An elfin figure sits in a tree and holds a lantern. There is a long piece of cloth loosely wrapped around the figure’s nude body. A large bird perches on a branch of the tree with its wings spread wide and beak open. Under the bird’s wing are the title, “Will o’ The Wisp,” and in a banner below the title, “Illustrated by May Bowley.” Below the banner is a page-length illustration of a curled piece of parchment that contains the poem.

Will o’ the Wisp

Ho ! Ho !  Two friends are we !1
The white owl hoots from the hollow tree ;2
The bats are wheeling in elfin flight,3
The moon has forgotten to show her light.4
Will-o’-the-Wisp, thou tricksy sprite,5
Now is the time for you and me.6
Hark !7
Through the dark8
And the midnight cold,9
I have flown from far o’er the desolate wold,10
For I marked a traveller, lost and lone,11
Plodding his way by Dead Man’s Stone,—12
Where the foot sinks deep13
In the marshy bed,14
And the mountain sheep15
Is afraid to tread,—16
You can guide him well,17
You must go before,18
For you know the spell19
Of all goblin lore ;20
He will follow you fast21
Wherever you roam,22
Ere the night is past23
You shall bring him home !24
Ho ! Ho ! —Hurrah for the fog !25
Hurrah for the mist and the black peat-bog !26
Down with the winds that would sweep away27
The clouds that gather at close of day ;28
Down with the winds and their rough wild grace,29
For they tear the veil from our secret place.30
The second half of the poem is contained within an illustration of torn, curling parchment. There is an illustration of three Grecian-like sprites on the right side of the page, adjacent to the poem. Two of the sprites, the South wind and West wind, stand in a small body of water among reeds and cat-tails. Another sprite, the Wind of Dawn, flies in clouds above the other two. 1/2 page.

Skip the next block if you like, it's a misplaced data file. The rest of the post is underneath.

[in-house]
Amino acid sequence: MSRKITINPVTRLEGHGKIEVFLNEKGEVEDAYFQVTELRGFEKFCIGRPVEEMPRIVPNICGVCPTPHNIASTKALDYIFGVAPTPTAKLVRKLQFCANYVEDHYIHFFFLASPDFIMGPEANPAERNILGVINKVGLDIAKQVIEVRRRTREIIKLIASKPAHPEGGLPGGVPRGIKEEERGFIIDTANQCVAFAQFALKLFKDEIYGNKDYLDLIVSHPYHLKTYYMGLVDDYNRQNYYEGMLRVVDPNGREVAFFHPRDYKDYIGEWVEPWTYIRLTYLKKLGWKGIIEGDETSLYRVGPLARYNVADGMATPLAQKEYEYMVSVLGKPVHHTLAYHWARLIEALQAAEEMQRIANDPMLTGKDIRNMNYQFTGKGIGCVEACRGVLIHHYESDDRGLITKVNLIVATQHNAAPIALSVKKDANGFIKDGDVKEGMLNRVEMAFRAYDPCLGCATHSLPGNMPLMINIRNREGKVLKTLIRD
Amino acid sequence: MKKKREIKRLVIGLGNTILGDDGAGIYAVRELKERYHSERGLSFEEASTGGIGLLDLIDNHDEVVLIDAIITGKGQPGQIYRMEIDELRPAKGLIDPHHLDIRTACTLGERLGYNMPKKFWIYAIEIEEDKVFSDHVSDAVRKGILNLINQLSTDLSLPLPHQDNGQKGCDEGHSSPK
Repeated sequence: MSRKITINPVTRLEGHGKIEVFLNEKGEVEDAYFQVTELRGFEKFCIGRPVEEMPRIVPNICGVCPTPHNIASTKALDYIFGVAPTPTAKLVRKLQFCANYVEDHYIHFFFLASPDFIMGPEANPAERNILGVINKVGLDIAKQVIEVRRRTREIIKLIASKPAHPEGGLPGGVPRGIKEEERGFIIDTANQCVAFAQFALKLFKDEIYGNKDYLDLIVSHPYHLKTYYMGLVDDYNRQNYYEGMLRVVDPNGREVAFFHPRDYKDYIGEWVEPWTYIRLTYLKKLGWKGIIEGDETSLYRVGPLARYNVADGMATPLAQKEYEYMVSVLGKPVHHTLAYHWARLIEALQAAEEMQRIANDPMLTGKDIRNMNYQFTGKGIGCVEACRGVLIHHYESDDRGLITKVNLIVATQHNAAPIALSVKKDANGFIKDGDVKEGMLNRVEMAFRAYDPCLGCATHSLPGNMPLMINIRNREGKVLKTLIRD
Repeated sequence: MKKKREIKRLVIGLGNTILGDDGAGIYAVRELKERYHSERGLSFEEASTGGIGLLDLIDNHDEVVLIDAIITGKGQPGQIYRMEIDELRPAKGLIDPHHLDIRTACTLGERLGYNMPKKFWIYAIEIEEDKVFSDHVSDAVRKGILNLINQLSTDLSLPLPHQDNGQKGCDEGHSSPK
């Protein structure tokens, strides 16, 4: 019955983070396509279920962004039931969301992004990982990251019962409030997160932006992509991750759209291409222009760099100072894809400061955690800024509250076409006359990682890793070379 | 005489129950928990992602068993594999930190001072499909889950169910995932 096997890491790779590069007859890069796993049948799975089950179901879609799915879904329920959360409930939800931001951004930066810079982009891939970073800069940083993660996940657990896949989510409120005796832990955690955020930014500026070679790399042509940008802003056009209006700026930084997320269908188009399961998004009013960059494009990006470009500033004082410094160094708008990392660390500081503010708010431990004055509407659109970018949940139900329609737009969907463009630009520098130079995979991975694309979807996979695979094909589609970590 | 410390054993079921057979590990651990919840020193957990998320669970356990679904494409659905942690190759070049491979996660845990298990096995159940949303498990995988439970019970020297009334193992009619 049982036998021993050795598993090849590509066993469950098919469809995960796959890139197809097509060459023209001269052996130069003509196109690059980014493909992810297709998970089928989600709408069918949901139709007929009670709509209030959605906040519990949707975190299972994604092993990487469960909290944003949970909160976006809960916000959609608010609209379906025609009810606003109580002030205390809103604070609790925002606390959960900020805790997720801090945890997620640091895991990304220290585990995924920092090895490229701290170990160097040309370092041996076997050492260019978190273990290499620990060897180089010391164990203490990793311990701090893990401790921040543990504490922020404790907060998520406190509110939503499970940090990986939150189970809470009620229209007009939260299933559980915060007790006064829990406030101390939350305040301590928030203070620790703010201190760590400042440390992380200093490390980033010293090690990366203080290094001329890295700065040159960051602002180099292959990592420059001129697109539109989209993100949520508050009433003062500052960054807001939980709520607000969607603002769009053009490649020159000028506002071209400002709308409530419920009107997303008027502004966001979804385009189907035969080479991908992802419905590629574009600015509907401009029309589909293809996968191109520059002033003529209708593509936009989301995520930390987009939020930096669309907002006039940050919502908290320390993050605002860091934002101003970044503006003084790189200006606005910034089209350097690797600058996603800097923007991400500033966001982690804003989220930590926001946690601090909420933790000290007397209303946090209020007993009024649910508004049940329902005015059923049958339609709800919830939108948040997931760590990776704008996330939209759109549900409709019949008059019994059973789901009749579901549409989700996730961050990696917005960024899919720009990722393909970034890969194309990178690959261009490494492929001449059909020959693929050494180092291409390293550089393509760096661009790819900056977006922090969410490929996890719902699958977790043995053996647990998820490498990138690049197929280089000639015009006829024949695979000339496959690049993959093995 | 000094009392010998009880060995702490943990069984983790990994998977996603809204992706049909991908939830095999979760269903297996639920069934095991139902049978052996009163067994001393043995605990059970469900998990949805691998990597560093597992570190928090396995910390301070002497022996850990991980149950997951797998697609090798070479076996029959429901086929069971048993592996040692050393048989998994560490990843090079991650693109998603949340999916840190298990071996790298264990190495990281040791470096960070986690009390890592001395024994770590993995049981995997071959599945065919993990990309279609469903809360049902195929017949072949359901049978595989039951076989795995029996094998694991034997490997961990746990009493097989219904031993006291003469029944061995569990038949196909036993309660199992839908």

Where the slimy waters creep and crawl, there is the scene of our banquet hall ;31
Where the slimy waters crawl and creep, there is our chamber where guests may sleep.32
They sleep so sound, and they sleep so fast, they never waken when night is past.—33
Ha !  Will-o’-the-Wisp, laugh out with glee, light your lamp, and be off o’er moor and lea,34
I will wait for you here, on the old ash-tree ; Ha !  This is the hour for you and me ! ”35
But the winds of the night36
Heard the raven’s shrill voice,—37
All the spirits of light38
Who in beauty rejoice,—39
And swift was their flight40
From the stars where they dwell,41
And the musical might42
Of their wings, who shall tell ?43
The Wind of the North44
Swept over the track,45
And the moonbeams came forth46
And the shadows fell back ;47
The South wind, and West,48
With flower-crowned hair,49
Warned the wandering guest50
From the marsh-pool’s despair.51
And the Wind of the Dawn52
Kept watch for
the sun,
When the dark-
ness was gone
All their task would
be done.
Ah, yonder a gleam !
There is gold in the
sky !
Now, Will-o’-the-Wisp,
and Sir Raven, good-
bye !
Do your best,—do your
worst,—we can laugh
you to scorn,
Ye are nothing but
dreams that must die
with the morn.